The New Walk of Shame For The Single Woman — Going Out Alone

On Twitter I dubbed it “The New Walk of Shame for The Single Woman — Going Out Alone,”   though  there’s nothing really shameful about it.  It’s just not something that I want to be so  . . . obvious, or frequent for that matter.  But of course it is what it is.

Still,  as I walked out of my house in the ‘burbs, wearing  a little black top,  jeans and heels on a Saturday evening right before nightfall, I felt the little ick.  Perhaps under cover of darkness I would have felt differently.   After all, I was just going out.  I wasn’t turning tricks or anything.  (Ironically, even prostitutes are usually getting into a car with someone.  Not me.  Solo all the way.)  Still, I felt weird, exposed.

In the first place, I hadn’t felt like going out at all.   I was exhausted and frankly, tired of going places alone, tired of driving.   I  also hadn’t been sleeping well and had forgotten to eat — again.  See, Confessions of a Skinny Mom.  Additionally, I tend to be “melancholy”  (sounds so much better than clinically depressed) and it’s hard for me  to get out —  yet that is exactly  what I must do, or so I’m told.    Plus, I really hate driving  and this was going to be about a thirty minute ride.   On the other hand, had I stayed home, well, there may have been tears or  chores or nothing special, followed by  guilt and anger for the tears, chores or nothing special.  See Weekends Off.  I would have beaten myself up  for not going out on the one of two nights a month when the kids are gone and when this time,  coincidentally– luckily,  there was actually someplace where I could go — alone.  Oh yeah,  there was a whole carnival fun house of competing emotions going on my head.  So I forced myself to go out.  This again is where it is helpful to have people with you. When required to meet someone or when a friend is picking you up, you can’t bail.   That little voice that says “just stay home”  is naturally squelched.   But when going out alone, well, a woman can change her mind at the last minute.  A woman’s prerogative.  No one would be disappointed, no one would be left waiting, no one would be the wiser.  I confess that I have driven myself places, or attempted to drive myself places and gotten lost, not found parking, etc. and ended up turning around and going home without ever having left  the car.  This has happened, more than once.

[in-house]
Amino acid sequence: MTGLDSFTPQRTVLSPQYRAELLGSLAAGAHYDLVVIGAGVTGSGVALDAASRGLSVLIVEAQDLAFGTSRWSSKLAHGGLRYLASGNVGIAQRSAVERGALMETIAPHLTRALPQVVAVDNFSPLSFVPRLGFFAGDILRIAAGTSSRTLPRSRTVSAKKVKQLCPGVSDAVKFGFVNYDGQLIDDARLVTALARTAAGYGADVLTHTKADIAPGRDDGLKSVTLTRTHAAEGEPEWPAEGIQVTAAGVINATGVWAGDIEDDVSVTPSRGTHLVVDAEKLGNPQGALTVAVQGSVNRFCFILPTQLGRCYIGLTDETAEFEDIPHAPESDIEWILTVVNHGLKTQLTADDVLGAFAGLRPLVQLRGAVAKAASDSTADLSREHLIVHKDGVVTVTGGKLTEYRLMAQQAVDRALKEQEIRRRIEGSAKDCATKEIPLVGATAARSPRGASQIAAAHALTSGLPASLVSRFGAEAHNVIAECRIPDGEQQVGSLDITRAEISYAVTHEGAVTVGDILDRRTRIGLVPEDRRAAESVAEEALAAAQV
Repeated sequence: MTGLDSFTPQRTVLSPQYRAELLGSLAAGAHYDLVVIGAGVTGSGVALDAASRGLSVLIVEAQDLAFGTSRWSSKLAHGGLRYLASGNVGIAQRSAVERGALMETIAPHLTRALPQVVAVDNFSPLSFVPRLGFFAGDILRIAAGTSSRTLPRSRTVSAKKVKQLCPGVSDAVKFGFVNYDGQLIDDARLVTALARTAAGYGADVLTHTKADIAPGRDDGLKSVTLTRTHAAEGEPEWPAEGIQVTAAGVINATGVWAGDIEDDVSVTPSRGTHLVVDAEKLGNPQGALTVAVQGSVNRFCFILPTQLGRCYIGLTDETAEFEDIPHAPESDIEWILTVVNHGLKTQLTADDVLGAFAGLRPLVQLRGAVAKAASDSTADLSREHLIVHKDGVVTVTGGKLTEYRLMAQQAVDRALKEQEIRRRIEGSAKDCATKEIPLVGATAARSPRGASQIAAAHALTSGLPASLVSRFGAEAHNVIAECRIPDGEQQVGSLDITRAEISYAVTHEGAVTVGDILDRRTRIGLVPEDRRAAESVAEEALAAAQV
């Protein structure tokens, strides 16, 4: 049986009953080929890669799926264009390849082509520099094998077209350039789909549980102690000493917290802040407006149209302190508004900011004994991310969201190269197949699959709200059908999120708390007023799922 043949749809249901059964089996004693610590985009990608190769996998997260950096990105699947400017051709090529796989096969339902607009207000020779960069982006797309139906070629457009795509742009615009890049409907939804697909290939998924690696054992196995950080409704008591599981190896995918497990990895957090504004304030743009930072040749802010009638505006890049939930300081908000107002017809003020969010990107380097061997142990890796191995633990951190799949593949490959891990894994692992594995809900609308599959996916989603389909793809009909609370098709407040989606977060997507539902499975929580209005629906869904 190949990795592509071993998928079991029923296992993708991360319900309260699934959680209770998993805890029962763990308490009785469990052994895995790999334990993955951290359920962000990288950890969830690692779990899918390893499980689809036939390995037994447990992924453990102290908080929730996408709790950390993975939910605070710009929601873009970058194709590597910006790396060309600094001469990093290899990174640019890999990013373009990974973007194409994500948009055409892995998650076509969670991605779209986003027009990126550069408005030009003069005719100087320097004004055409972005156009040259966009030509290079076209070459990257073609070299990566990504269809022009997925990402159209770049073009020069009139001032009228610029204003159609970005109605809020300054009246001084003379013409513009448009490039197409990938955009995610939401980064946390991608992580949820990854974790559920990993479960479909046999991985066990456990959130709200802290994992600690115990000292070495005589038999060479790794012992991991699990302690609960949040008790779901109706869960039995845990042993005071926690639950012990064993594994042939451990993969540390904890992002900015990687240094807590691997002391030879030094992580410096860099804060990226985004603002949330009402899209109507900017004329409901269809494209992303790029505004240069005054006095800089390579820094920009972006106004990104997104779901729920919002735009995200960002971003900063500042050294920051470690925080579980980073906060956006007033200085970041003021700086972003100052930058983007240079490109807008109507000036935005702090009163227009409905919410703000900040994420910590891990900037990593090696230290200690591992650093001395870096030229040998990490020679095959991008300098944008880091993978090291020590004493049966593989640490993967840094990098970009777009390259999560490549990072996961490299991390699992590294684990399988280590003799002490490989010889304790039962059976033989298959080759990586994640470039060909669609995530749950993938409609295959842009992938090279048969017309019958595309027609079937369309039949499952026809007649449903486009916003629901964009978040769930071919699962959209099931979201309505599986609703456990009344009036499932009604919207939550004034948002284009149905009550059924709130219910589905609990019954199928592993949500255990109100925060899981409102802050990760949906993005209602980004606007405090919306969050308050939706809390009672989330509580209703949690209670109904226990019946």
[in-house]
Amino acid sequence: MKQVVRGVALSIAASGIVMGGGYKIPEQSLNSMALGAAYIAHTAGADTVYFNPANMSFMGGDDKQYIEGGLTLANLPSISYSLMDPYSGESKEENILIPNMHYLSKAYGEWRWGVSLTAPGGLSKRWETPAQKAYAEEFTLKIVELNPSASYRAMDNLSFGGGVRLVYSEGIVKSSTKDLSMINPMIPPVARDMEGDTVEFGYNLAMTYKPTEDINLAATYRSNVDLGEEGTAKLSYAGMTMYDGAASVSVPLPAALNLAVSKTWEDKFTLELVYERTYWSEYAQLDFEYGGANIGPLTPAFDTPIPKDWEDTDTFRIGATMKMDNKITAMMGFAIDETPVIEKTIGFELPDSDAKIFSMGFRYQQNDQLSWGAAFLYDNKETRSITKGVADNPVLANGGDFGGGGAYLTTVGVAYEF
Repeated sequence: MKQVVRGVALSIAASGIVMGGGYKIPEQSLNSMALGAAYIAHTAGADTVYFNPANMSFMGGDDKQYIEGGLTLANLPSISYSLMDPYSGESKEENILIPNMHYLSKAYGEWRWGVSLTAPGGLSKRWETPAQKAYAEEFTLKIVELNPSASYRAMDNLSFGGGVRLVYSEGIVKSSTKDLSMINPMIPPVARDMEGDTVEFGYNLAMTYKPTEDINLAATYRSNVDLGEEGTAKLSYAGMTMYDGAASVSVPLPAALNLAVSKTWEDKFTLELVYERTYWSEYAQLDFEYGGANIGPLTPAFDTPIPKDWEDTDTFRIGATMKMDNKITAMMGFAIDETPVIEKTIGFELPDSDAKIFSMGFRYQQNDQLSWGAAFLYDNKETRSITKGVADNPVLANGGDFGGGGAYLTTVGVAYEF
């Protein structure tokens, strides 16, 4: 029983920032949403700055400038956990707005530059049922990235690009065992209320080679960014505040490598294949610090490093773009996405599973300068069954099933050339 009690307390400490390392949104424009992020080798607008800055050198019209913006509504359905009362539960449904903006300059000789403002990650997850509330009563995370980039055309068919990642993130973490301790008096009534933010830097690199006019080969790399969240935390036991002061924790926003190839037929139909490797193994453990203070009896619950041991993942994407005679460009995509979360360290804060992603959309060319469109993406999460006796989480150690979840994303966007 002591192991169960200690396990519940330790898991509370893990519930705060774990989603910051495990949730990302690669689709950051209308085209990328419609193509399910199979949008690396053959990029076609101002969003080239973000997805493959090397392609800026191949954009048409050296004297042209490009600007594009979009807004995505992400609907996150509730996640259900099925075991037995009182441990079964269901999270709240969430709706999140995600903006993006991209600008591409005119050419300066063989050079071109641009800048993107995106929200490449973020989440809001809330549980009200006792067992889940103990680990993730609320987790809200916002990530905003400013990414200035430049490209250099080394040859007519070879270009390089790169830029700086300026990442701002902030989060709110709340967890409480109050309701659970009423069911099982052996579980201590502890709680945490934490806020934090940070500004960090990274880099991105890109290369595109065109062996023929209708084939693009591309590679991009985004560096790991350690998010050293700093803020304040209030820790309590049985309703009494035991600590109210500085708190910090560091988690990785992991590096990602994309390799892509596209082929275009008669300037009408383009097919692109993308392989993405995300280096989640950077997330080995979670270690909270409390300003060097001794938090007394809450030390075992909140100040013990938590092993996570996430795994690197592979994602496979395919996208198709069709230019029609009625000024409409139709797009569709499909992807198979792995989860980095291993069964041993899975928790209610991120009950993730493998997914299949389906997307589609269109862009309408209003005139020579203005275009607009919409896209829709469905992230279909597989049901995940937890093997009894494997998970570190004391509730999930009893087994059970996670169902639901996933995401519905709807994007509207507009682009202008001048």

Carrie, minus a “Plus One”

On this particular night I got the ick walking to my car.  It probably hadn’t helped that I’d just watched the Season Five Sex And The City Episode where Carrie does not have a “Plus One” for her big book release party and admits to loneliness,  Charlotte admits to not liking the sound of  talking about her divorce and Miranda avoids telling a man she’s become a mother.  All three of those hit home for me.

So as I walked to my car to go out, my feeling was somewhat reminiscent of the traditional  “Walk of Shame” home that a woman makes  in broad daylight, wearing the same clothes from the night before.  That look screams: “You had somebody last night, you were doing something all night, but  now you’re on your own, and everybody knows it.”

Marshall, Ted, and Barney enjoying the day of Halloween traditional "Walk of Shame" in How I Met Your Mother

Marshall, Ted, and Barney enjoying the day of Halloween traditional “Walk of Shame” in How I Met Your Mother

I felt  like the walk to my car in daylight and heels  screamed:  “Single woman,  all alone and trying to get some action.”   It’s my own paranoia, fueled by the fact that I’ve been known to “people watch,”  and I know that if I saw myself going out like that in daylight —  alone on a Saturday evening— I’d say,

I wonder where she’s going?

I just wanted to get in my car as quickly as possible.

I realize that the fact that I play music gives me a huge advantage for going out alone.   Music provides me with  night-time activities,  like jam sessions, or going out to listen to  other musicians I know play, where I can have a really good excuse for being alone, even in bars. This particular event was a jam session/fundraiser for a music studio run by a guy I’d gone to school with many years ago.   I’m on his mailing list and get impersonal invitations all the time.   I’d never gone before.  I’d never really seriously considered going.   But this was going to be the night that I would actually go, damn it.   I felt obligated —  not to him — but to me.   It was a timing thing.   It was a night I could go, and a place to go.